/huy'dreuh sef"euh leuhs/, n. Pathol.an accumulation of serous fluid within the cranium, esp. in infancy, due to obstruction of the movement of cerebrospinal fluid, often causing great enlargement of the head; water on the brain.Also, hydrocephaly /huy'dreuh sef"euh lee/.[1660-70; < LL hydrocephalus (morbus) water-headed (sickness), trans. of Gk tò hydroképhalon (páthos). See HYDRO-1, -CEPHALOUS]
* * *Hydrocephalus is caused by overproduction of CSF, congenital blockage that prevents drainage (see neural tube defect), or complications of head injuries or infections. Normally, CSF circulates through the brain and spinal cord and drains into the circulation. In infants and young children, hydrocephalus causes the brain and skull to enlarge because the fontanels have not yet closed. Without surgery to divert the excess fluid into the blood or abdomen, accumulating fluid eventually compresses the brain, causing convulsions, mental retardation, and death.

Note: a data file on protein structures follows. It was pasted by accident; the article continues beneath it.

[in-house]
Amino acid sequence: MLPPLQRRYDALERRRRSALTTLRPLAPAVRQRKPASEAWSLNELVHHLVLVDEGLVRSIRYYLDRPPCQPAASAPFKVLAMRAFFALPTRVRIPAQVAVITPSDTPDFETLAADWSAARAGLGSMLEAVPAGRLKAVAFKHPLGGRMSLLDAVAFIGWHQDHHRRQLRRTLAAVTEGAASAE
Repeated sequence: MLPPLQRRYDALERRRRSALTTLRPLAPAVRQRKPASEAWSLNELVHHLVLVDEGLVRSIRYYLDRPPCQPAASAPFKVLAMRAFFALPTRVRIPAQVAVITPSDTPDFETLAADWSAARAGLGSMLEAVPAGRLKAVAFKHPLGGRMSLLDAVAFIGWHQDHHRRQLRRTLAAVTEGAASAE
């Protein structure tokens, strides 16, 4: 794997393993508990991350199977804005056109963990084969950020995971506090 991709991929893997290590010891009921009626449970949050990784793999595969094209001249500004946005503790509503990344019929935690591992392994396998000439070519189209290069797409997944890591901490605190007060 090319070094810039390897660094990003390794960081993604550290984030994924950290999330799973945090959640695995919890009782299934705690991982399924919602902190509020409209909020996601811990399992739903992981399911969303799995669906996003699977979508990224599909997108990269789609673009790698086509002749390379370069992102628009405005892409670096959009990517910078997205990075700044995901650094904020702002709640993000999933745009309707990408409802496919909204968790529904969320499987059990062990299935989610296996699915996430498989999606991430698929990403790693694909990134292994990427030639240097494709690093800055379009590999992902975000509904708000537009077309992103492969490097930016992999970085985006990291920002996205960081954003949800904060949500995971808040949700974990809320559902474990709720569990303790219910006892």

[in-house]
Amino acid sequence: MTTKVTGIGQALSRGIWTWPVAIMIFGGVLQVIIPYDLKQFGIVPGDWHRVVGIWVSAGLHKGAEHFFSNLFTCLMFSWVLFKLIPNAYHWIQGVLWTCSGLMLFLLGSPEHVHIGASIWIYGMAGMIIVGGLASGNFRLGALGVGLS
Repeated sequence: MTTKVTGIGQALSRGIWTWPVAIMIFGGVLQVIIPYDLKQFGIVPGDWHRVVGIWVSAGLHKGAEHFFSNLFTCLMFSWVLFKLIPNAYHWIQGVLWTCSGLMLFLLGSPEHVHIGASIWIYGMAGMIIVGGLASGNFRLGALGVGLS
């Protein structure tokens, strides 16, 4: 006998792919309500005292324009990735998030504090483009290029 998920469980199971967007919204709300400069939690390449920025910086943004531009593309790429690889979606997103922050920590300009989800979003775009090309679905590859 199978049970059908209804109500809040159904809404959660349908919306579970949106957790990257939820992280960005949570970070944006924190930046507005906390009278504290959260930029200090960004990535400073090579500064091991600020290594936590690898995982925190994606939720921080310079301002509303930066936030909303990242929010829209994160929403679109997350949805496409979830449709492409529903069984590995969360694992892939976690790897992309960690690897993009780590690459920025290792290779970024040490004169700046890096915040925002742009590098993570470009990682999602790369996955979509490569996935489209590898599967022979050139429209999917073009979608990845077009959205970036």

* * *accumulation of cerebrospinal fluid in the ventricles, or cavities, of the brain, causing progressive enlargement of the head. Normally, cerebrospinal fluid continuously circulates through the brain and the spinal cord and is continuously drained into the circulatory system. In hydrocephalus the fluid accumulates in the two large lateral ventricles, and the brain and skull become enlarged because of the accumulation of fluid. The condition may result from an overproduction of the fluid, from a congenital malformation blocking normal drainage of the fluid, or from complications of head injuries, strokes (stroke), or infections.Hydrocephalus occurs in one or two out of every 1,000 live births. Infants and young children with hydrocephalus have abnormally large heads because the pressure of the cerebrospinal fluid has caused the individual skull bones—which have not fused with each other yet—to bulge outward at their juncture points. Compression of the brain by the accumulating fluid eventually causes convulsions (convulsion) and mental retardation (intellectual disability). Pressure within the brain can be reduced by surgical insertion of a permanent tube called a shunt that drains accumulated cerebrospinal fluid into another area of the body where it can be absorbed.
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